We Had to Break the Elevator in Order to Improve It
This is a potentially very useful rethinking of the traditional elevator usage model. In the old Times building, for instance, elevators would often makes stops on as many as ten of the fourteen floors, and you may work in an office building yourself where the elevator experience is similar. In terms of lost productivity alone, it’s a worthy goal to try defeat this inefficiency.
There are some usability problems, though. The interface for directing riders to their cars flashes its information too quickly, especially given that the idea of waiting to be told by a computer which elevator car to go to is an unfamiliar activity for most riders. As well, there are no buttons inside of the elevator cars (which also means you can’t change your mind once you’re on), only a digital read-out that indicates what floors the elevator will stop at — but with no indication of what floor the car might currently have its doors open to. As a result, lots of riders get off at the stop before their intended destinations, which isn’t fun.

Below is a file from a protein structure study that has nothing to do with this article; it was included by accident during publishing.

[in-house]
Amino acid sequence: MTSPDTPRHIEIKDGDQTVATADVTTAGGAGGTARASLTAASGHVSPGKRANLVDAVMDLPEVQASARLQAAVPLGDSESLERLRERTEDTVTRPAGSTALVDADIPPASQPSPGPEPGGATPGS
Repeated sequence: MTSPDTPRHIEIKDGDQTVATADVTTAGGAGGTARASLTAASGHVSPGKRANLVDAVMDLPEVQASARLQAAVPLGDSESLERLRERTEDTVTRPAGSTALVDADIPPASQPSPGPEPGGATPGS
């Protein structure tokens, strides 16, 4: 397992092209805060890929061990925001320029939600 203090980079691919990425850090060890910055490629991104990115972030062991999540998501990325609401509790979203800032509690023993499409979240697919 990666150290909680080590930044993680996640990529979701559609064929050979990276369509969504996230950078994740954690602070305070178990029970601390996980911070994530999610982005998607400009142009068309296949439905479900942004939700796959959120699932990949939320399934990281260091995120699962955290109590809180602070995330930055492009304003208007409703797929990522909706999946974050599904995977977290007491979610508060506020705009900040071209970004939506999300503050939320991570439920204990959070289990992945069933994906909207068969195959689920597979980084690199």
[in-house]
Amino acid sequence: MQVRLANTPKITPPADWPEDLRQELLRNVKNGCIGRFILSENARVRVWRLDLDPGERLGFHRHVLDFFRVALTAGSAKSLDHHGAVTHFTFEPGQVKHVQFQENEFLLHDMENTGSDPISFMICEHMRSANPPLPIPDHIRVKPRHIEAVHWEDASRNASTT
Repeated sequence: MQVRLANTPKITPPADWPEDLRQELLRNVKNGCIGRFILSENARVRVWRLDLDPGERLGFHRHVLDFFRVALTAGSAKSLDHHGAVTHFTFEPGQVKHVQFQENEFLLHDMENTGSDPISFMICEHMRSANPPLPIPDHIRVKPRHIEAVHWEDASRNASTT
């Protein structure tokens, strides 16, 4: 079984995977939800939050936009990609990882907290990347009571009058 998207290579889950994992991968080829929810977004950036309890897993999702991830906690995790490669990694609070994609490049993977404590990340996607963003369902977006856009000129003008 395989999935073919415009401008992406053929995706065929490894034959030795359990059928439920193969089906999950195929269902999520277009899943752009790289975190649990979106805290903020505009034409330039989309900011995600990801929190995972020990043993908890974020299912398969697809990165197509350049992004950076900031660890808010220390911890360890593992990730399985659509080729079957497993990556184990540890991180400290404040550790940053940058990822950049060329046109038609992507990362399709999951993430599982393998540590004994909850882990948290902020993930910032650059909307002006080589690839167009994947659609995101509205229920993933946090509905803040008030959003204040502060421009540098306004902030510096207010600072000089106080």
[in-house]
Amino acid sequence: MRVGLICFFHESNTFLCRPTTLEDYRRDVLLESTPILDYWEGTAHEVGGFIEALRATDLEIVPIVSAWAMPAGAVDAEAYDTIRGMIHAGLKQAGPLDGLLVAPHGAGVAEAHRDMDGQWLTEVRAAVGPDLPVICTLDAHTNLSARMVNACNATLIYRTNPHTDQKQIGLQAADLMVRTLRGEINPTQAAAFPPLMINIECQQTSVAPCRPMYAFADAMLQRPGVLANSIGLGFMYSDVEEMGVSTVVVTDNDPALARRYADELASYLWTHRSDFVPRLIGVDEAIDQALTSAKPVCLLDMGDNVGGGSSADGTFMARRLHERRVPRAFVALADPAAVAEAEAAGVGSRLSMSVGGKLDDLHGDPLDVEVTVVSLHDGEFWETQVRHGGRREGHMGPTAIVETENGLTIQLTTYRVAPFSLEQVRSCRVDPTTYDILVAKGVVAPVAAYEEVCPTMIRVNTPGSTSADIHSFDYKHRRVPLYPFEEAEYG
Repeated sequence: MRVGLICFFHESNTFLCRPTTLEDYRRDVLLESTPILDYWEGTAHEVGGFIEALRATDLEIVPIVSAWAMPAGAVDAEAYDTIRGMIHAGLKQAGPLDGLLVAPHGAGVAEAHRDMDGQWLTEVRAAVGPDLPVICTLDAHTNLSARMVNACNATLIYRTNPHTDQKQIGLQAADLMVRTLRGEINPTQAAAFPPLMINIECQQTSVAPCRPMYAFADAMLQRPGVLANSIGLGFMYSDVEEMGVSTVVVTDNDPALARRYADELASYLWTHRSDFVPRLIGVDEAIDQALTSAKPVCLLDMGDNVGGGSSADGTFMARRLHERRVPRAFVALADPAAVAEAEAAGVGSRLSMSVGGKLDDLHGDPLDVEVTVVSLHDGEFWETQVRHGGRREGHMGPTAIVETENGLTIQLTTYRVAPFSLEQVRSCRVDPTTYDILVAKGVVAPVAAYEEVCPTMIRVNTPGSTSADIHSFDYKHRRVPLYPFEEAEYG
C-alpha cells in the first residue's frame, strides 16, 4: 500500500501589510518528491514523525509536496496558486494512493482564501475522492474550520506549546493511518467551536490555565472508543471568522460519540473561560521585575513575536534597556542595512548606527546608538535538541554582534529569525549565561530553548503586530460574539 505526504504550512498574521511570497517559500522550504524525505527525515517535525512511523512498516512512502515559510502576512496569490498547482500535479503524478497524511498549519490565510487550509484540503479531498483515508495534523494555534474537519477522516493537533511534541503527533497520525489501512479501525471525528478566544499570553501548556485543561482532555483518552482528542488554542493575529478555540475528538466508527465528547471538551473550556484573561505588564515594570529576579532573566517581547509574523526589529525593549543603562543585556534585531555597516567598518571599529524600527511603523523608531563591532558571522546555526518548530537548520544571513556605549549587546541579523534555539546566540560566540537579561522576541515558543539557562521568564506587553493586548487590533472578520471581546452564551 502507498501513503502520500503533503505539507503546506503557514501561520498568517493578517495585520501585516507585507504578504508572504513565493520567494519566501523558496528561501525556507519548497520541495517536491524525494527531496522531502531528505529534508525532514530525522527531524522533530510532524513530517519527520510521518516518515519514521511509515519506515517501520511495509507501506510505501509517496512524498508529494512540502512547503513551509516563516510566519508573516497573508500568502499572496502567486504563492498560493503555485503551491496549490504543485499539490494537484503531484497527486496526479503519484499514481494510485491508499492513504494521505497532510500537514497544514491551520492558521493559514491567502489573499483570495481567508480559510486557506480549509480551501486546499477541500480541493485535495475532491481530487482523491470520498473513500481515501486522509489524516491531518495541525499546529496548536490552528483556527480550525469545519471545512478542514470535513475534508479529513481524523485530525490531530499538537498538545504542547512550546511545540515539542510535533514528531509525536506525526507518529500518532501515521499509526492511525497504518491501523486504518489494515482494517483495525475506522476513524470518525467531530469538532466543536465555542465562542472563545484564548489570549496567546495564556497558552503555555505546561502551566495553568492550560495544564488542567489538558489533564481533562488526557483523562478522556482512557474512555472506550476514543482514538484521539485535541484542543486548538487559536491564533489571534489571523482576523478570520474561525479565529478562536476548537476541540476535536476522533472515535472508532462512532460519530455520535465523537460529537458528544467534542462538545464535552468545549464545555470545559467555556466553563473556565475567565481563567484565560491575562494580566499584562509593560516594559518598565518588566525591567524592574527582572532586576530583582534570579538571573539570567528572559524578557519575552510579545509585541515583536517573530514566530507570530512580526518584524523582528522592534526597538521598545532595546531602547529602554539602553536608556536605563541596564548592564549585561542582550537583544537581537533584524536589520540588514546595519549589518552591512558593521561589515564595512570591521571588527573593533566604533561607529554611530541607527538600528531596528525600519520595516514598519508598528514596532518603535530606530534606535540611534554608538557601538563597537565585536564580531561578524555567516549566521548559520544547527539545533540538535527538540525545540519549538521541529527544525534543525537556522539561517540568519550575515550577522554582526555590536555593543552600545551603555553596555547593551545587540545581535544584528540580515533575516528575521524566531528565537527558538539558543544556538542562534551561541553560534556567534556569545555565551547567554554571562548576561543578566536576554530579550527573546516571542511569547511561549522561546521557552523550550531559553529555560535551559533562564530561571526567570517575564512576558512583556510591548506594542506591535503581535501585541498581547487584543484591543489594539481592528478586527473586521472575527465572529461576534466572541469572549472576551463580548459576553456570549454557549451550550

Judging by most of the conversations that happen in and around the elevators, this new system is not exactly a popular hit. I must admit, I’m currently not a huge fan of it, but I tend to think that most complaints are owing to the not insurmountable usability problems I described above. Hopefully, those will get sorted in short order so that we can see if this batch processing method of elevator travel does indeed work.
However, it would have saved a lot of people a lot of trouble had there been a skilled interaction designer on the design team for this system from day one, which there clearly was not. Which is my point, really: it’s not advisable to try to reinvent universally understood user experiences like elevators without excellent, excellent design help.